Date of Award
Doctor of Philosophy (PhD)
The MLL gene was first identified because it is involved in chromosome translocations which produce novel fusion proteins that cause leukemia. The CXXC domain of MLL is a cysteine rich DNA binding domain with specificity for binding unmethylated CpG-containing DNA. The CXXC domain is retained in oncogenic MLL fusions, and is absolutely required for the fusions to cause leukemia. This project explored the role of the CXXC domain by introducing structure-informed point mutations within the MLL CXXC domain that disrupt DNA binding, and by performing domain swap experiments in which different CXXC domains from other proteins, including DNMT1, CGBP and MBD1, replaced the MLL CXXC domain in the context of an oncogenic MLL fusion. DNA binding experiments determined that the MLL CXXC domain has the highest DNA binding affinity, followed by the CGBP and DNMT1 CXXC domains. In vitro colony assays and in vivo murine leukemia assays were performed using isolated or transplanted murine bone marrow progenitor cells expressing mutant or wild type MLL-AF9 fusion proteins. MLL-AF9 containing the DNMT1 CXXC domain showed robust colony forming activity and in vivo leukemogenesis activity, similar to the oncogenic MLL-AF9 fusion. However, MLL-AF9 containing either the CXXC domain from CGBP or MBD1, or the MBD domain of MBD1 all showed reduced colony forming ability and leukemogenicity in vivo. The CXXC point mutations with reduced DNA binding also showed diminished in vitro colony formation and a loss of ability to cause leukemia in mice when present in MLL-AF9. Cell culture experiments with CXXC mutant fusion proteins showed that MLL-AF9 leukemogenicity correlates with the overexpression of MLL target genes and their protection from DNA methylation, but not with fusion protein localization to target genes. We conclude from the results of this study that the DNA binding activity of the MLL CXXC domain is essential to MLL fusion protein function. As the DNMT1 CXXC domain but not the CGBP CXXC domain could replace the MLL CXXC domain, this suggests that CXXC domain properties in addition to DNA binding affinity, perhaps including protein recruitment, also contribute to the leukemogenic properties of MLL fusion proteins.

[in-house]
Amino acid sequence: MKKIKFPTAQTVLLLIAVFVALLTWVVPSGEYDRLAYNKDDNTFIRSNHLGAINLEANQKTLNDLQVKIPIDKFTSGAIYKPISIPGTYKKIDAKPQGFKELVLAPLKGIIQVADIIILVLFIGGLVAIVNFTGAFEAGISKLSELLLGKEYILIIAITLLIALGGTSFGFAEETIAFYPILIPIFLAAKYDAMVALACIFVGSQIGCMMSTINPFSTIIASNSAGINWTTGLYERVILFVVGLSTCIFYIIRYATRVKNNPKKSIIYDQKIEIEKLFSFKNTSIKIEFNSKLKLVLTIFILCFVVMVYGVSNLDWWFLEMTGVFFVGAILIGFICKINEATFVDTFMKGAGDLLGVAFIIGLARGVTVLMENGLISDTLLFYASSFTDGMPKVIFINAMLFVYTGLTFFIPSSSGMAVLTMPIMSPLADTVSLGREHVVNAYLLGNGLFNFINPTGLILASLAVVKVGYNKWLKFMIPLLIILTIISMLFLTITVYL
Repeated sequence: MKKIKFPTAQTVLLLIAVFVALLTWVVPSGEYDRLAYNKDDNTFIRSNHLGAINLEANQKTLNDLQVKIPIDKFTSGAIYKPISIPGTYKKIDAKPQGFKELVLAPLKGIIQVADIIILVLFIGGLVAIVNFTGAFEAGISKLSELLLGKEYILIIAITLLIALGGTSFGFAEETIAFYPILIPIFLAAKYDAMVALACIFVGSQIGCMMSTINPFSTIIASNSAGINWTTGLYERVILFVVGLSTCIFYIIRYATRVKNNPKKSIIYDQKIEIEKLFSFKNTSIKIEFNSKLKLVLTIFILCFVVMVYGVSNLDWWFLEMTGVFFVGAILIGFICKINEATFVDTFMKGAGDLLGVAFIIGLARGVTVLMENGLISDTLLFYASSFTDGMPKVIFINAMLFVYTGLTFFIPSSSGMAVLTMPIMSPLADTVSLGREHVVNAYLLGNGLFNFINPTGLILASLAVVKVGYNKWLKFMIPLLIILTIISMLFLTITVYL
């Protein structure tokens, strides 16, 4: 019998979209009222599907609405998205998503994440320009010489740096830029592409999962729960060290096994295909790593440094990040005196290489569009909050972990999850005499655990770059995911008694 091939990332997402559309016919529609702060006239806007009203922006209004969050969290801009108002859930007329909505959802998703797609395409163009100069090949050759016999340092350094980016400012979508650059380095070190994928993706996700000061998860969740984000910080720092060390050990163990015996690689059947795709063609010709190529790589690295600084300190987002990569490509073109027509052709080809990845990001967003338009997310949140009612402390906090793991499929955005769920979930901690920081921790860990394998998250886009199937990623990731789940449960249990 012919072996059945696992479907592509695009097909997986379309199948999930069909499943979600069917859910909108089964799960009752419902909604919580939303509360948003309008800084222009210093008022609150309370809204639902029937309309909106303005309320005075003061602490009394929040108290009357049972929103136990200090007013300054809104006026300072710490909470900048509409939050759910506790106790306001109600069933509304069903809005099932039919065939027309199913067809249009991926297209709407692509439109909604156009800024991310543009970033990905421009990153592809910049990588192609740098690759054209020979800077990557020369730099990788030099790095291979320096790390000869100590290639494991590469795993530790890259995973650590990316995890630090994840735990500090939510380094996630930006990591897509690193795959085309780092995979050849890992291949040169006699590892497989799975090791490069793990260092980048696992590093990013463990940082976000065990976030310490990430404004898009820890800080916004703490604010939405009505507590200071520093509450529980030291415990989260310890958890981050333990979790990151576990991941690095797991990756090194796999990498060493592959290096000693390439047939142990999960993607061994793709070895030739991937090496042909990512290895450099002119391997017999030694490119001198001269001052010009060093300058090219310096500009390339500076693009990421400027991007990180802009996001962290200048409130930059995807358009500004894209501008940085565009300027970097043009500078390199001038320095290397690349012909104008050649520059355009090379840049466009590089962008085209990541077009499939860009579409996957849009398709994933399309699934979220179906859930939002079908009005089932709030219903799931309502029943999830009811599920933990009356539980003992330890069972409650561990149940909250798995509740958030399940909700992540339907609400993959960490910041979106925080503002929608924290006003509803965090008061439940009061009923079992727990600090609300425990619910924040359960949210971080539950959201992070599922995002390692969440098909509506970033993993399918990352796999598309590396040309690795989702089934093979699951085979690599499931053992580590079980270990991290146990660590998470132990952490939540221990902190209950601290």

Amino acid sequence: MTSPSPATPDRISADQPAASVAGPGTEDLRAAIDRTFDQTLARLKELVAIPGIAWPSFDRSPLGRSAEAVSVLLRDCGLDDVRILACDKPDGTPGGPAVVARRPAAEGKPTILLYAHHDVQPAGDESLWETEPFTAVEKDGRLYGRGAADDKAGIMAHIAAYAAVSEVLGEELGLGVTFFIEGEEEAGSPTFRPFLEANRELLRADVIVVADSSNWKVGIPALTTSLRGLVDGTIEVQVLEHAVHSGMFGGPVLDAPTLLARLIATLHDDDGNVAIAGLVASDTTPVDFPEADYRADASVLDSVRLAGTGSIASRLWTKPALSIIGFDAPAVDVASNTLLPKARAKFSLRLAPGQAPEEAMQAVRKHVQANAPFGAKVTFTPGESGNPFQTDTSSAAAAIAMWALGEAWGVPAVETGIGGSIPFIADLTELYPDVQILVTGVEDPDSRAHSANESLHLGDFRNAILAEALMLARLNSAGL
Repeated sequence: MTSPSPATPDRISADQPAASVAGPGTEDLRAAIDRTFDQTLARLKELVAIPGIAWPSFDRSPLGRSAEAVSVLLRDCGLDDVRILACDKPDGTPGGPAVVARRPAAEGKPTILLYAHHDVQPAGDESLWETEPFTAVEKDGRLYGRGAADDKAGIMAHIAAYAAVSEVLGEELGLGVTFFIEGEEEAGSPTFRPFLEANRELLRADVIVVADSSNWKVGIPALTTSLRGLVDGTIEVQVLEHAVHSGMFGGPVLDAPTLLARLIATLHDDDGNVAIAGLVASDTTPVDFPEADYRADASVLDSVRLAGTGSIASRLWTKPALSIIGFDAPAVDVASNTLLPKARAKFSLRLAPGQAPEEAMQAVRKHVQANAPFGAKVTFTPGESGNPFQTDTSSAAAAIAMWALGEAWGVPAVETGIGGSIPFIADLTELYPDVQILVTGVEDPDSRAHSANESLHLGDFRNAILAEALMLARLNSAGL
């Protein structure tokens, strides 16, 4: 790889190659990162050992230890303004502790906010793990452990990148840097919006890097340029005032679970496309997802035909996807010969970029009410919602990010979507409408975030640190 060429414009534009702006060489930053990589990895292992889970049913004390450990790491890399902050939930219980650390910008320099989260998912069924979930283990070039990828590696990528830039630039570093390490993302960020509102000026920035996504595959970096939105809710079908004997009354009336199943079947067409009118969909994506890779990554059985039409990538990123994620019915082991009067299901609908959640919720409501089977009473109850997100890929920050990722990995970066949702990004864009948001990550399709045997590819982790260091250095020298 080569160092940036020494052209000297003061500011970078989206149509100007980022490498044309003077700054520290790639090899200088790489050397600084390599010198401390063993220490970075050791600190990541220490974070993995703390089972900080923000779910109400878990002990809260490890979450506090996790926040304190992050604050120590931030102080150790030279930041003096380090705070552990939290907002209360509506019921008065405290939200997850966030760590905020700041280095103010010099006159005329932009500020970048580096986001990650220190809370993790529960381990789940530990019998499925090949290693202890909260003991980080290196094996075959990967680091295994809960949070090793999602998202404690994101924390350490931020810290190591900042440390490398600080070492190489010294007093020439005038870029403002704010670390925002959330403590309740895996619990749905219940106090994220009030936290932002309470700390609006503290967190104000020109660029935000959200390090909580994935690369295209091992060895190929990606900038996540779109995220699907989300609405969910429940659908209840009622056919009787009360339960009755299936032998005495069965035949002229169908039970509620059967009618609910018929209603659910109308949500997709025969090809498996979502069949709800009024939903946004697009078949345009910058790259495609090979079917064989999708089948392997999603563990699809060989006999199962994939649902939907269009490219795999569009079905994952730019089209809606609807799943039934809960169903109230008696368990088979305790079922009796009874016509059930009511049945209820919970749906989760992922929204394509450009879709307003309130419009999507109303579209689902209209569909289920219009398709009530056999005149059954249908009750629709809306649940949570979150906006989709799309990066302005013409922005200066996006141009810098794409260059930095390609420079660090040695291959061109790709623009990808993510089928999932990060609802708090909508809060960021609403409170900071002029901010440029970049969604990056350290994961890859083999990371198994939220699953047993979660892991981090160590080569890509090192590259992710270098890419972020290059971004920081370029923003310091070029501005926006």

Risner, Laurie Ellen, "The Specific Role of the MLL CXXC Domain in MLL Fusion Protein Function" (2011). Dissertations. 182.
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Copyright © 2011 Laurie Ellen Risner